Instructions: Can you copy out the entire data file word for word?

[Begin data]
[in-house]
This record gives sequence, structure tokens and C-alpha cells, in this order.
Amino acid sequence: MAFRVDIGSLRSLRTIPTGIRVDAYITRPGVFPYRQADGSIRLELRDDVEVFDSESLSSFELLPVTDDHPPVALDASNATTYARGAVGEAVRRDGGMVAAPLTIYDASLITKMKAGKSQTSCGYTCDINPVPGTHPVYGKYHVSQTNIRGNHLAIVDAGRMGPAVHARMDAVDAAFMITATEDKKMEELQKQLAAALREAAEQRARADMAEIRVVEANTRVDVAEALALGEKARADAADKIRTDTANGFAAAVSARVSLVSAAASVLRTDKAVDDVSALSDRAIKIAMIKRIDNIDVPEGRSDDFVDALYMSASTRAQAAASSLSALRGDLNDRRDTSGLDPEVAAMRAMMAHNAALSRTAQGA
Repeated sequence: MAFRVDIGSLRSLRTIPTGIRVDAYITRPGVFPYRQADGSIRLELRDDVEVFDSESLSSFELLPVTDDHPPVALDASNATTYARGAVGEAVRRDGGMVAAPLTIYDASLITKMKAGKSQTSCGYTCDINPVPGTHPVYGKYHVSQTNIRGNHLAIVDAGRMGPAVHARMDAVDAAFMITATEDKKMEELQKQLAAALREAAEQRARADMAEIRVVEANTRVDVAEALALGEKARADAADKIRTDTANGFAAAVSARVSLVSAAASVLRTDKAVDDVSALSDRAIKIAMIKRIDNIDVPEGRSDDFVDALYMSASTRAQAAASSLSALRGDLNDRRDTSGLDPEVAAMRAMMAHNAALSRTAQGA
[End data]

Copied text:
[in-house]
This record gives sequence, structure tokens and C-alpha cells, in this order.
Amino acid sequence: MAFRVDIGSLRSLRTIPTGIRVDAYITRPGVFPYRQADGSIRLELRDDVEVFDSESLSSFELLPVTDDHPPVALDASNATTYARGAVGEAVRRDGGMVAAPLTIYDASLITKMKAGKSQTSCGYTCDINPVPGTHPVYGKYHVSQTNIRGNHLAIVDAGRMGPAVHARMDAVDAAFMITATEDKKMEELQKQLAAALREAAEQRARADMAEIRVVEANTRVDVAEALALGEKARADAADKIRTDTANGFAAAVSARVSLVSAAASVLRTDKAVDDVSALSDRAIKIAMIKRIDNIDVPEGRSDDFVDALYMSASTRAQAAASSLSALRGDLNDRRDTSGLDPEVAAMRAMMAHNAALSRTAQGA
Repeated sequence: MAFRVDIGSLRSLRTIPTGIRVDAYITRPGVFPYRQADGSIRLELRDDVEVFDSESLSSFELLPVTDDHPPVALDASNATTYARGAVGEAVRRDGGMVAAPLTIYDASLITKMKAGKSQTSCGYTCDINPVPGTHPVYGKYHVSQTNIRGNHLAIVDAGRMGPAVHARMDAVDAAFMITATEDKKMEELQKQLAAALREAAEQRARADMAEIRVVEANTRVDVAEALALGEKARADAADKIRTDTANGFAAAVSARVSLVSAAASVLRTDKAVDDVSALSDRAIKIAMIKRIDNIDVPEGRSDDFVDALYMSASTRAQAAASSLSALRGDLNDRRDTSGLDPEVAAMRAMMAHNAALSRTAQGA